Andres, * Andres Freund (and...@anarazel.de) wrote: > On 2017-01-25 16:52:38 -0500, Stephen Frost wrote: > > * Robert Haas (robertmh...@gmail.com) wrote: > > > Preventing people from calling functions by denying the ability to > > > meaningfully GRANT EXECUTE on those functions doesn't actually stop > > > them from delegating those functions to non-superusers. It either (a) > > > causes them to give superuser privileges to accounts that otherwise > > > would have had lesser privileges or (b) forces them to use wrapper > > > functions to grant access rather than doing it directly or (c) some > > > other dirty hack. If they pick (a), security is worse; if they pick > > > (b) or (c), you haven't prevented them from doing what they wanted to > > > do anyway. You've just made it annoying and inconvenient. > > > > The notion that security is 'worse' under (a) is flawed- it's no > > different. > > Huh? Obviously that's nonesense, given the pg_ls_dir example.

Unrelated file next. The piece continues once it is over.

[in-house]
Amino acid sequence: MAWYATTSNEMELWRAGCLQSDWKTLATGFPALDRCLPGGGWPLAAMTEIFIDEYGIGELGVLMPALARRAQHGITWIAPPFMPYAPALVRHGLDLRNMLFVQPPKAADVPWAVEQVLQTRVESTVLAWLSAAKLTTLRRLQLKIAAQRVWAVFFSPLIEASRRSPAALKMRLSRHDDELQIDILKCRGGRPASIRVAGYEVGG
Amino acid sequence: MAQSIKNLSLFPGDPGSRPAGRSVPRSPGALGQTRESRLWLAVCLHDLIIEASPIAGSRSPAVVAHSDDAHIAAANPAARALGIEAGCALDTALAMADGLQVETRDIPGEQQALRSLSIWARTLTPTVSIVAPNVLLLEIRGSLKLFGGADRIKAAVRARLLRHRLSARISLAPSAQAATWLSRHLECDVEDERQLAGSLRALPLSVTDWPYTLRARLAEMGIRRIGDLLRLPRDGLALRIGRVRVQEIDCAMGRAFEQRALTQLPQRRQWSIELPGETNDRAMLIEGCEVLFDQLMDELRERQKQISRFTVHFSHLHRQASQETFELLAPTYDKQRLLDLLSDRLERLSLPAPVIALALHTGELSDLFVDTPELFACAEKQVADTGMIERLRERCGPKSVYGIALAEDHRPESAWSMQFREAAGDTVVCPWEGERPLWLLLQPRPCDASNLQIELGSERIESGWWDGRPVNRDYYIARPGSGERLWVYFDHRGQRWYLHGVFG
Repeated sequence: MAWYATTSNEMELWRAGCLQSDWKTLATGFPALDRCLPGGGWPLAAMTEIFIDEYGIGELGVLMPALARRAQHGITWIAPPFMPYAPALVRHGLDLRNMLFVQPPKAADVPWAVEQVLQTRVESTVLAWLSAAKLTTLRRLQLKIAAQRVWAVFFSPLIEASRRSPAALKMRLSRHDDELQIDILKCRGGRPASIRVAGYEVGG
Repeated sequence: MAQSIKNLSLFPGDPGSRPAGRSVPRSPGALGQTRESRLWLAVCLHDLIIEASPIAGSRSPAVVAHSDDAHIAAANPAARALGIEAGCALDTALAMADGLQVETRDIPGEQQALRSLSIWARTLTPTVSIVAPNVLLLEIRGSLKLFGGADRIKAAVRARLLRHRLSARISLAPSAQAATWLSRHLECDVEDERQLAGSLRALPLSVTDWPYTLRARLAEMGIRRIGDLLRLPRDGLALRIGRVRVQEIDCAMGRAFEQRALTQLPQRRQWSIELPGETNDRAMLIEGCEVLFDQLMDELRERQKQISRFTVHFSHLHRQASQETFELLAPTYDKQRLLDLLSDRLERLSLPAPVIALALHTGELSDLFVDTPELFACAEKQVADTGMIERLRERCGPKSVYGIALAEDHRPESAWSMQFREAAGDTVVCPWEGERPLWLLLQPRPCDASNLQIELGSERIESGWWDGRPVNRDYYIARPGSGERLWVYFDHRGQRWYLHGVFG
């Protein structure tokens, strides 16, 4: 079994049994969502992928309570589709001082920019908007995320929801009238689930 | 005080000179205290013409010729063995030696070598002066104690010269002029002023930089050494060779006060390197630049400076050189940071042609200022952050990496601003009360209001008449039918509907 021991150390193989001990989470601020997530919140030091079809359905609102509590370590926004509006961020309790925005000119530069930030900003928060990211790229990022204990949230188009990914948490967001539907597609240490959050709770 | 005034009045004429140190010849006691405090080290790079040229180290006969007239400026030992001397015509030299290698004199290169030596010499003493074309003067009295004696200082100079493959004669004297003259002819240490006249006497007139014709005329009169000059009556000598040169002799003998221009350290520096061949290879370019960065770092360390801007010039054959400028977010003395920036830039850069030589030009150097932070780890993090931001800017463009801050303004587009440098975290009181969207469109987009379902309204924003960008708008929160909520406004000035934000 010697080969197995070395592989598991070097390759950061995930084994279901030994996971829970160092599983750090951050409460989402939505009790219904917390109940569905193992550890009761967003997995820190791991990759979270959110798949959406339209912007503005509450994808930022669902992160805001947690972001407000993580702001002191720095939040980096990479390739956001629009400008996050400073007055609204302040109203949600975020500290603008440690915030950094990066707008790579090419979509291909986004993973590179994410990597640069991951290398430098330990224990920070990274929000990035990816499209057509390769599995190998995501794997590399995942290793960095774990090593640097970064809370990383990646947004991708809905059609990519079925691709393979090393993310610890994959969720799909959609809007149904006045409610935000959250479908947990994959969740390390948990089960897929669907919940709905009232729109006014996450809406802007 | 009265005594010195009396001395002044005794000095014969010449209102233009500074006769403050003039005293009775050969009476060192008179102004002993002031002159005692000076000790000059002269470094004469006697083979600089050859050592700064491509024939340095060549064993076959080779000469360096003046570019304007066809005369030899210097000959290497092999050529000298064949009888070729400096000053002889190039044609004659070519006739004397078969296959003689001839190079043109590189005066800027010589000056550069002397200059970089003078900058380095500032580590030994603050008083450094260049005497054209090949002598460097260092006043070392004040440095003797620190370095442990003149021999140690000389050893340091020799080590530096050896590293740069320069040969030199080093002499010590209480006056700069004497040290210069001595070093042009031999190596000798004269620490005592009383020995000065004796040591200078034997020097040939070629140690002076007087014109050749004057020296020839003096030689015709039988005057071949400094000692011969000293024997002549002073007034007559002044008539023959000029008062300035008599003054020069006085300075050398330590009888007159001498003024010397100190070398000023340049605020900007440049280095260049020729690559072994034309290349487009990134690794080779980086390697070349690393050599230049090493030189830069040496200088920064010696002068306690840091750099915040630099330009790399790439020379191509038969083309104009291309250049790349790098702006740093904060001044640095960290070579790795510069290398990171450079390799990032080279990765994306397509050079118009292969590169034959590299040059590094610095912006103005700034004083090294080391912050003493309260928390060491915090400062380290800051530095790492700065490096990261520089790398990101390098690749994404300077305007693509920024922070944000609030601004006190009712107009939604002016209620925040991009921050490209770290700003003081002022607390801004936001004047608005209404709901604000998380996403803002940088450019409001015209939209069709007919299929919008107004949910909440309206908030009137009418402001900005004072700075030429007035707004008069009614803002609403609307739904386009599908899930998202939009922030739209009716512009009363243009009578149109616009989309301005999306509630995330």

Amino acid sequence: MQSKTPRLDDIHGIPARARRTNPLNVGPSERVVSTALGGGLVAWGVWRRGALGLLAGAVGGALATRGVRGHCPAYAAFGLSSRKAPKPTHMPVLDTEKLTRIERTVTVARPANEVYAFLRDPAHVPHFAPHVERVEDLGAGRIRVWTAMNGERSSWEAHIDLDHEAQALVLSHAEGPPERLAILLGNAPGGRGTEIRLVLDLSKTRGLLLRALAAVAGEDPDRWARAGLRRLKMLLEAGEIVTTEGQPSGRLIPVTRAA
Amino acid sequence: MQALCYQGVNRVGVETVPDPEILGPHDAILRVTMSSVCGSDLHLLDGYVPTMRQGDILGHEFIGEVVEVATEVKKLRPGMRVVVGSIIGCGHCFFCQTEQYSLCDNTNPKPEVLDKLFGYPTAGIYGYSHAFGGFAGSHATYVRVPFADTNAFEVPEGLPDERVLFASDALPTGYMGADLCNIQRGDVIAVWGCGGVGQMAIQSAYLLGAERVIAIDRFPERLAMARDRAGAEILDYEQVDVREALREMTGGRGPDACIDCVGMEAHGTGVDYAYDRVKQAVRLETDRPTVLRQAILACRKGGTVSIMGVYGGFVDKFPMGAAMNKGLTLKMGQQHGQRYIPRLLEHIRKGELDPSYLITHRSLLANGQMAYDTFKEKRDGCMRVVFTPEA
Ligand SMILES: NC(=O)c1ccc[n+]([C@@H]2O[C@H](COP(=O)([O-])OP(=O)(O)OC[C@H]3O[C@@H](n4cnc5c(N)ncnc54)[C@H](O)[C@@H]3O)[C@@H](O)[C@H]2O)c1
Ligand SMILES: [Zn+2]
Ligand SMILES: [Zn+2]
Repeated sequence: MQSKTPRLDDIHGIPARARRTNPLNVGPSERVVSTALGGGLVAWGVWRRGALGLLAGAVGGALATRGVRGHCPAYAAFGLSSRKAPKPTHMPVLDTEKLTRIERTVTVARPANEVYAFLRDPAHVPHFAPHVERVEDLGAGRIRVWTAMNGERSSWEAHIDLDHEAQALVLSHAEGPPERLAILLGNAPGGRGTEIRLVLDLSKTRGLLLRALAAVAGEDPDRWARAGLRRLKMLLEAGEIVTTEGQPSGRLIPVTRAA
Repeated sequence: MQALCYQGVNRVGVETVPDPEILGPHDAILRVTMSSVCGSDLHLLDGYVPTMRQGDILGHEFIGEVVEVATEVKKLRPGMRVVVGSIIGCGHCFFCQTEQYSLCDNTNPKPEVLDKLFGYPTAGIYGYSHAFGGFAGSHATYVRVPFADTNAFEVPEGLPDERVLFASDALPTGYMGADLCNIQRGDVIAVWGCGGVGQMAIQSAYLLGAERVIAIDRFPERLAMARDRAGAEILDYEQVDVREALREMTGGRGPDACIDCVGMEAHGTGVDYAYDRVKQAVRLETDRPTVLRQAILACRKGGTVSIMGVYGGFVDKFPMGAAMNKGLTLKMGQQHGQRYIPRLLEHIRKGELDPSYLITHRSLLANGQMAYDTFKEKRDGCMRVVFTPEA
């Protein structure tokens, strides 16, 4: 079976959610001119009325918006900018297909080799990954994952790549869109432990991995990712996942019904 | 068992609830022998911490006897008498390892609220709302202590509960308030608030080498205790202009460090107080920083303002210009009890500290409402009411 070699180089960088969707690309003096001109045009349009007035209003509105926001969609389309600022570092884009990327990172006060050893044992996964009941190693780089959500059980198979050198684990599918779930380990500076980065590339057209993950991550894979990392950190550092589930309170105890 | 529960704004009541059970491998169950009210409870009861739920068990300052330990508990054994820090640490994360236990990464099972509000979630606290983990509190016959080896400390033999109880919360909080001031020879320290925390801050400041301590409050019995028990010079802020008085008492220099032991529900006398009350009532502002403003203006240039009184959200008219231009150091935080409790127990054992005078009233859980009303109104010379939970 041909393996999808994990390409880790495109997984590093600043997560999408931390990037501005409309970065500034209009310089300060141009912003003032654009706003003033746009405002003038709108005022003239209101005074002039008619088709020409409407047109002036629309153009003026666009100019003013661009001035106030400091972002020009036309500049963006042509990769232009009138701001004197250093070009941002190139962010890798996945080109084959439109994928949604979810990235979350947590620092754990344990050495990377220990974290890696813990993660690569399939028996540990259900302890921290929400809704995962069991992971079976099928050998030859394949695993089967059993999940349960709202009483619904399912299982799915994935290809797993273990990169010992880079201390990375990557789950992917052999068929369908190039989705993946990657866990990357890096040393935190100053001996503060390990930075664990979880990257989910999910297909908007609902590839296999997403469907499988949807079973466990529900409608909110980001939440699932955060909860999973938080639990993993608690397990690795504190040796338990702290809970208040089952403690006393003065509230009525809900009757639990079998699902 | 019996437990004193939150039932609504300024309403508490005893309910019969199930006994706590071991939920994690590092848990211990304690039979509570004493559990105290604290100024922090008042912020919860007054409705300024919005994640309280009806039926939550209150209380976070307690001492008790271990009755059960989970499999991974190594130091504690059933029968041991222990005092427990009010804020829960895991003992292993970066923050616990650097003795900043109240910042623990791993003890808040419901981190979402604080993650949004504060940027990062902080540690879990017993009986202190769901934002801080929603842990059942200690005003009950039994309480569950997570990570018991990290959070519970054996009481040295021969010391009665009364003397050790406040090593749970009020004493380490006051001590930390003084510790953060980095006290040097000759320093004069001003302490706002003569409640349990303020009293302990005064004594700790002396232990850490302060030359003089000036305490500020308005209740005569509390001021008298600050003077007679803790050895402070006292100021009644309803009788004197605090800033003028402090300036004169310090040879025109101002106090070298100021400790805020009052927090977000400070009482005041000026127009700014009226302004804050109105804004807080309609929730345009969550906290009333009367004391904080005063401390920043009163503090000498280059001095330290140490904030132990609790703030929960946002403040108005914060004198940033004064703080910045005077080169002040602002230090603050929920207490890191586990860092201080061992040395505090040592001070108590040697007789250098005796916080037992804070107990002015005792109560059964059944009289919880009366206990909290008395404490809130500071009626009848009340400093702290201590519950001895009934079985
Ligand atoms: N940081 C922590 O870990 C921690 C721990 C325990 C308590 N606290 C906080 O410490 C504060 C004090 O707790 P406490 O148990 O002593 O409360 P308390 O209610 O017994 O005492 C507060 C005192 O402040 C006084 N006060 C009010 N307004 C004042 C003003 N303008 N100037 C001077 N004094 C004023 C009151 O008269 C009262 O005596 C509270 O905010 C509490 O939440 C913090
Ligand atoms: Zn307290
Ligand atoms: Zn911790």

Robert's made it clear that he'd like to have a blanket rule that we don't have superuser checks in these code paths if they can be GRANT'd at the database level, which goes beyond pg_ls_dir. If the question was only about pg_ls_dir, then I still wouldn't be for it, because, as the bits you didn't quote discussed, it encourages users and 3rd party tool authors to base more things off of pg_ls_dir to look into the way PG stores data on disk, and affords more access than the monitoring user has any need for, none of which are good, imv. It also discourages people from implementing proper solutions which you can 'just use pg_ls_dir()', which I also don't agree with. If you really want to do an ls, go talk to the OS. ACLs are possible to provide that with more granularity than what would be available through pg_ls_dir(). We aren't in the "give a user the ability to do an ls" business, frankly. > > With regard to 'b', if their wrapper function is > > sufficiently careful to ensure that the caller isn't able to do anything > > which would increase the caller's level to that of superuser, then > > security is improved. > > Given how complex "sufficiently careful" is for security definer UDFs, > in comparison to estimating the security of granting to a function like > pg_ls_dir (or pretty much any other that doesn't call out to SQL level > stuff like operators, output functions, etc), I don't understand this. If you're implying that security definer UDFs are hard to write and get correct, then I agree with you there. I was affording the benefit of the doubt to that proposed approach. > > If the wrapper simply turns around can calls the underlying function, > > then it's no different from '(a)'. > > Except for stuff like search path. If you consider '(a)' to be the same as superuser, which I was postulating, then this doesn't strike me as making terribly much difference. > > I am suggesting that we shouldn't make it look like there are > > distinctions when there is actually no difference. That is a good thing > > for our users because it keeps them informed about what they're actually > > doing when they grant access. > > This position doesn't make a lick of sense to me. There's simply no > benefit at all in requiring to create wrapper functions, over allowing > to grant to non-superuser. Both is possible, secdef is a lot harder to > get right. And you already heavily started down the path of removing > superuser() type checks - you're just arguing to make it more or less > randomly less consistent. I find this bizarre considering I went through a detailed effort to go look at every superuser check in the system and discussed, on this list, the reasoning behind each and every one of them. I do generally consider arbitrary access to syscalls via the database to be a privilege which really only the superuser should have. > > I've commented on here and spoken numerous times about exactly that goal > > of reducing the checks in check_postgres.pl which require superuser. > > You're not actually doing that and nothing you've outlined in here so > > far makes me believe you see how having pg_write_file() access is > > equivilant to giving someone superuser, and that concerns me. > > That's the users responsibility, and Robert didnt' really suggest > granting pg_write_file() permissions, so this seems to be a straw man. He was not arguing for only pg_ls_dir(), but for checks in all "friends", which he later clarified to include pg_write_file(). Thanks! Stephen
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